Selfless Heroes

Despite many games trying to help people learn to program, designing such a game is a difficult and challenging task. Some, like Minecraft, make the coding and logic elements an advanced topic for those wanting to get the most out of a game, whereas others, like Robocode, make the code an integral part of your success. This is what Selfless Heroes does, except rather than asking you to code a battle robot's AI, it asks the player to use code blocks to help its characters navigate through a 2D puzzle. This is why the game looks so ordinary, in a cute 2D top-down way, which may help it attract players who might otherwise be put off by the idea of writing code rather than twiddling a joystick.

To beat each level, you have to navigate your team of knights to a specific target in a set number of moves by writing a program using a set number of lines. Things start very simply, and each new command is introduced gently. The first level demands you only move your knights three steps in three lines, for example. You do this from a block-like coding environment, but you can impressively switch this to a text-based code editor to accomplish the same task. When you've constructed your algorithm, you need to hit the play button to execute your code in a single pass. If you succeed, there's even a testing phase to make sure it works every time – just like real code. If it fails, you try again. You can even save your solution and work on a new one or revisit old challenges when you learn new techniques. It's so much fun that most players won't even realize they're learning how to code.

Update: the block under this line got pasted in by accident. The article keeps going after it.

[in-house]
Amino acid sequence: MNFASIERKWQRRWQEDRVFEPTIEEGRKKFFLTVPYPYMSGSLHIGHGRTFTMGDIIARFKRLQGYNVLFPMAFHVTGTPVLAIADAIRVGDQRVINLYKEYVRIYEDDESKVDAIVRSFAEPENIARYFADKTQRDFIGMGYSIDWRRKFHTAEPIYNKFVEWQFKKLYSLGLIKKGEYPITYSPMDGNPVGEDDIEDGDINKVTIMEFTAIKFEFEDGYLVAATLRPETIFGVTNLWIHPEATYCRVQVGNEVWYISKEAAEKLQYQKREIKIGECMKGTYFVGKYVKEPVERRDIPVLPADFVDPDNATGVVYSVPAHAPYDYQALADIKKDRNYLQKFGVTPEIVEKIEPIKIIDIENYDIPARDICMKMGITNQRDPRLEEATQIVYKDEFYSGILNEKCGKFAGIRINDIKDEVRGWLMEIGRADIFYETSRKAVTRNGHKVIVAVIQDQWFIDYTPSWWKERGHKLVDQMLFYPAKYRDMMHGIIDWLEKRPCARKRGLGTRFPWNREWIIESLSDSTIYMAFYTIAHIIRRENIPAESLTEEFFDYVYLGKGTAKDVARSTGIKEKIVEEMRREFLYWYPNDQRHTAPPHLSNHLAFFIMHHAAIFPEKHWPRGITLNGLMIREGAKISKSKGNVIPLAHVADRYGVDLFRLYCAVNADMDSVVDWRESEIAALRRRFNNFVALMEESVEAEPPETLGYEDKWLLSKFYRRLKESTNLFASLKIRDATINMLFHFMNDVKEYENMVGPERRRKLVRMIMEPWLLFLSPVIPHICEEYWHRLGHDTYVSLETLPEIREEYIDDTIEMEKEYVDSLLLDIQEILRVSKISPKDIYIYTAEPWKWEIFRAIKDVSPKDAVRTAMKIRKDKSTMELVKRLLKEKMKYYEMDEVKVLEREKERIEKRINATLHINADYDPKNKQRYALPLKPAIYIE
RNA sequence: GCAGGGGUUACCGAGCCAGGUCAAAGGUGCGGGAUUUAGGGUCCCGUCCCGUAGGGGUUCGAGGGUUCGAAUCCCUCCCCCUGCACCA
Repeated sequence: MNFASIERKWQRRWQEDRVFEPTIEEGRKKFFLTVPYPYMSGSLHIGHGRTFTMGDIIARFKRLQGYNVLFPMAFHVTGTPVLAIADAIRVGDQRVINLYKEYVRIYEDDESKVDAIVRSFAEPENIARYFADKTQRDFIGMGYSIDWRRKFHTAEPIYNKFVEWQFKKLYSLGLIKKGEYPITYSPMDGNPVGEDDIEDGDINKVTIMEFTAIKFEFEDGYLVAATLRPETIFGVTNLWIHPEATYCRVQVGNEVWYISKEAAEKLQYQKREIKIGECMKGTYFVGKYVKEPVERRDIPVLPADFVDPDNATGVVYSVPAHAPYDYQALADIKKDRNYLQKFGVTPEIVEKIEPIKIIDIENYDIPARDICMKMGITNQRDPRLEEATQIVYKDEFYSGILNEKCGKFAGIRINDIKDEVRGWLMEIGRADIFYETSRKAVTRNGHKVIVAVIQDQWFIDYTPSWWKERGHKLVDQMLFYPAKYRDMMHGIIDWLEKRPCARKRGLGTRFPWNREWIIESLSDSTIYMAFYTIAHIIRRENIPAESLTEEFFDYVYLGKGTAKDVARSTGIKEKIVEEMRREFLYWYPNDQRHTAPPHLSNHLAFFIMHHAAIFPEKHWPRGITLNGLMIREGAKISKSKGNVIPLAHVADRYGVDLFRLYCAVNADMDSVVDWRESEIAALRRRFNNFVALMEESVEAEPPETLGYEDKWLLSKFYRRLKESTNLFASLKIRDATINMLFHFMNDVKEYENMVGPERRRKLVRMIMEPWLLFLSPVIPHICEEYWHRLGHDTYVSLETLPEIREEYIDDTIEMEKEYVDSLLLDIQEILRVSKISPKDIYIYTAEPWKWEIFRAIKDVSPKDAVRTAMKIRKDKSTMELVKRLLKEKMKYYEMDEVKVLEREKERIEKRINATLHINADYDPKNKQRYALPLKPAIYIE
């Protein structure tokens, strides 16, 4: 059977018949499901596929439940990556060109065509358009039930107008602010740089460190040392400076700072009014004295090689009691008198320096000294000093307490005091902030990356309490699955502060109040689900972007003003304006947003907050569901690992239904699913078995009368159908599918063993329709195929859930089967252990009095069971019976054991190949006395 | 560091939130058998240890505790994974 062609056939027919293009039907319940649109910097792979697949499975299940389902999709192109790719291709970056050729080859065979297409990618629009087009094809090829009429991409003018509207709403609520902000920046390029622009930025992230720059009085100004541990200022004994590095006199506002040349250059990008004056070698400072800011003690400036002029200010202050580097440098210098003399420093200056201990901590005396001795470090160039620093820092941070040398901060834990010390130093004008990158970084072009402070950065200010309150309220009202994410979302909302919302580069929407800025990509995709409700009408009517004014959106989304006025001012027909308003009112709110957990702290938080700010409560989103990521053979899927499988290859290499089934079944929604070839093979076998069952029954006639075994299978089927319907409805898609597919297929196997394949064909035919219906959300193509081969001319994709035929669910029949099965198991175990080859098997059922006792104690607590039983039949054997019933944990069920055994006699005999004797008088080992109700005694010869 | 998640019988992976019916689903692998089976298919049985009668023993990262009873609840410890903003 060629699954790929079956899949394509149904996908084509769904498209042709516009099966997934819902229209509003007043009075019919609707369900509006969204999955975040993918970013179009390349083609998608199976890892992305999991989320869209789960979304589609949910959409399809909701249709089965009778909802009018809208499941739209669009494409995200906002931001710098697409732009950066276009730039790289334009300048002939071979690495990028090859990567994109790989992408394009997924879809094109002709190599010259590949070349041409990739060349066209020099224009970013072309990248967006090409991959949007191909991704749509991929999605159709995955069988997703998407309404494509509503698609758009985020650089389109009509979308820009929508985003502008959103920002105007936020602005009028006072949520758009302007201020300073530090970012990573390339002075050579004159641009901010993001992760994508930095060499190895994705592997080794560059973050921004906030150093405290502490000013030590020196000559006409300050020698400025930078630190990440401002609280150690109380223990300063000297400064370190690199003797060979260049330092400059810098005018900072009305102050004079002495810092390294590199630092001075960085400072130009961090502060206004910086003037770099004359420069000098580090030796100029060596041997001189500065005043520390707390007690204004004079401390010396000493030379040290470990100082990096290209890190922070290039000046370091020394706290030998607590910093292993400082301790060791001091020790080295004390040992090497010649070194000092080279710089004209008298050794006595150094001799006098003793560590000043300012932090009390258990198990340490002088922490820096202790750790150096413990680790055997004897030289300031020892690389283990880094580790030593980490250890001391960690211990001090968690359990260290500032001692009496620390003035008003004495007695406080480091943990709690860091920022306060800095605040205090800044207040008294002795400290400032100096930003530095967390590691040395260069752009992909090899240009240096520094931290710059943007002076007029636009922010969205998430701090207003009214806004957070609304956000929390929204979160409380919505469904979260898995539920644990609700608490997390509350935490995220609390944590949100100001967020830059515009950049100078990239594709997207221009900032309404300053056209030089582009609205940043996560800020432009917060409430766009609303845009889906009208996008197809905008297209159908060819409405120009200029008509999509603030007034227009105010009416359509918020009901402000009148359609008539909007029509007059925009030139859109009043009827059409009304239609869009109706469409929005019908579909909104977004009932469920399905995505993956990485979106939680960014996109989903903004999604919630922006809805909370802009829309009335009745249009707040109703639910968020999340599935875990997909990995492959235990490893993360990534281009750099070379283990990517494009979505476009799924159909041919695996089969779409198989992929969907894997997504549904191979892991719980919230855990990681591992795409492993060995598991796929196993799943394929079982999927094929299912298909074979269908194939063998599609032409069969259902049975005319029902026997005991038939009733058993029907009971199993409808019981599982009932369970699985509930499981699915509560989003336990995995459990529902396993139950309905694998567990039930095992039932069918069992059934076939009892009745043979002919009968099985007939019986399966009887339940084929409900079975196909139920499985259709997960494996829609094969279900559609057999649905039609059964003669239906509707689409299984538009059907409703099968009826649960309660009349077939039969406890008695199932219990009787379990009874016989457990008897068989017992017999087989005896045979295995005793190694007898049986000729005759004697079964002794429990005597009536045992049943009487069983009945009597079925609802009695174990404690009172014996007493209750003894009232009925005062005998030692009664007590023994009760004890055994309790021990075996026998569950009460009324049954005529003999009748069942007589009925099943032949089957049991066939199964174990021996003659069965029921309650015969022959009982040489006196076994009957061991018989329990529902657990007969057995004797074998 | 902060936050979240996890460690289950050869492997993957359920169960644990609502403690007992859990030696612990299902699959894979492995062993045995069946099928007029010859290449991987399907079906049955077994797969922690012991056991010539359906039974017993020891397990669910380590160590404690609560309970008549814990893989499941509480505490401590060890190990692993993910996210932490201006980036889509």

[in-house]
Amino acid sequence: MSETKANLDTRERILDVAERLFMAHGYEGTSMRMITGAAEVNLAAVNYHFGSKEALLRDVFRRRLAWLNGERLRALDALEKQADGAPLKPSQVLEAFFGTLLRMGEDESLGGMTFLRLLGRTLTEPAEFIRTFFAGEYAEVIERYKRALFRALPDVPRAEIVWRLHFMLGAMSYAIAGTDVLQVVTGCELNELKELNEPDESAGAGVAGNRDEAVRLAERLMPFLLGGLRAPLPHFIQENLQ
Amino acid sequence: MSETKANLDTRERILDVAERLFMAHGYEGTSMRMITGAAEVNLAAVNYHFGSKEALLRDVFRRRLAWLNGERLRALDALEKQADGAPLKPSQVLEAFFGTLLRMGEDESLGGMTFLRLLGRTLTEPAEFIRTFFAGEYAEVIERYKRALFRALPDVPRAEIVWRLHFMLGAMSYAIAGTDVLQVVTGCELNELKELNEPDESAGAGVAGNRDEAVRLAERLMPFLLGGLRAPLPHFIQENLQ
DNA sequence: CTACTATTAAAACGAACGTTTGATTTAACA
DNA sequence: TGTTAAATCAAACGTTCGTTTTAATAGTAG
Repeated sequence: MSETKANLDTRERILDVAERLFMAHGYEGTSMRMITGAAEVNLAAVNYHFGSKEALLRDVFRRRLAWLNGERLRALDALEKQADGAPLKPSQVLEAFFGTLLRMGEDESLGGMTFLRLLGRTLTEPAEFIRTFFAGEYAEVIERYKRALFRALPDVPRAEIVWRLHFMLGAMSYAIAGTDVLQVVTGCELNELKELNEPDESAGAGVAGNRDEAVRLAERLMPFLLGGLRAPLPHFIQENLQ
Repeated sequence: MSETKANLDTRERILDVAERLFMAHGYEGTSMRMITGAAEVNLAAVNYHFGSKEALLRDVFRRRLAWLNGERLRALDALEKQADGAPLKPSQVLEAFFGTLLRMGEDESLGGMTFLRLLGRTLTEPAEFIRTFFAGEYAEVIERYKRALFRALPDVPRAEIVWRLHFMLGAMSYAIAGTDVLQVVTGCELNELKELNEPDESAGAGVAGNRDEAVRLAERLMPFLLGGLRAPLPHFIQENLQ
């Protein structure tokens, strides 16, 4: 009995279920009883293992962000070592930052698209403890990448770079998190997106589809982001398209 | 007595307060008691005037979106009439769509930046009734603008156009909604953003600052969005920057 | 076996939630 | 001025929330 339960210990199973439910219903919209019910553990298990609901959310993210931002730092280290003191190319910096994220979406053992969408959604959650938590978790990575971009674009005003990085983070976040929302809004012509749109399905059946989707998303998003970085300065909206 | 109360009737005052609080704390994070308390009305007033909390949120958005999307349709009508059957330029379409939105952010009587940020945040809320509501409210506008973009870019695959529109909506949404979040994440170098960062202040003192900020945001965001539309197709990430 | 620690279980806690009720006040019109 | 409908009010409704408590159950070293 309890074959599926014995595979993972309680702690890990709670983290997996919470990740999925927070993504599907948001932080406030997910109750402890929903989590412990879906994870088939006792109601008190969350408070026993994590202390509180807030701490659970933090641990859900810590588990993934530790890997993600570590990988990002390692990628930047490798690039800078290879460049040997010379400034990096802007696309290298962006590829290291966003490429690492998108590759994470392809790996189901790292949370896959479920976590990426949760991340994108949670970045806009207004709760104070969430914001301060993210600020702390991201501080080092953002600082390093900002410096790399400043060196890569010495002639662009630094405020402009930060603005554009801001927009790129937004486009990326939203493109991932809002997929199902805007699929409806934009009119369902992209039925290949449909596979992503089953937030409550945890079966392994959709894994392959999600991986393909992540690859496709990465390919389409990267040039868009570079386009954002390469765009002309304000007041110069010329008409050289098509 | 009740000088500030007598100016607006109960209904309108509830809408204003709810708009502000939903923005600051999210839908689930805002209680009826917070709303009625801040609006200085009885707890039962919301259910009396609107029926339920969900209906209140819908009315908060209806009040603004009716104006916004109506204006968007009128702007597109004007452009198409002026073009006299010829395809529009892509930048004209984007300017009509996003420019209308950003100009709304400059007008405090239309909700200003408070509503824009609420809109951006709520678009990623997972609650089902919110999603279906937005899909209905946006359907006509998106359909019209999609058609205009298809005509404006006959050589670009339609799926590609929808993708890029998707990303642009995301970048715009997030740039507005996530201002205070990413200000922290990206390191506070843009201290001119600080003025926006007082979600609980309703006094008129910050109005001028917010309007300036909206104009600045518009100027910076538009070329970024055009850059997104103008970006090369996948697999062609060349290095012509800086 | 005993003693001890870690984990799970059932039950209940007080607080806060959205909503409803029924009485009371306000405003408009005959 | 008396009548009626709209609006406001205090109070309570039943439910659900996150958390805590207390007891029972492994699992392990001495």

Project Website

Teach people how to code, to test, and to iterate on their designs without them even knowing.

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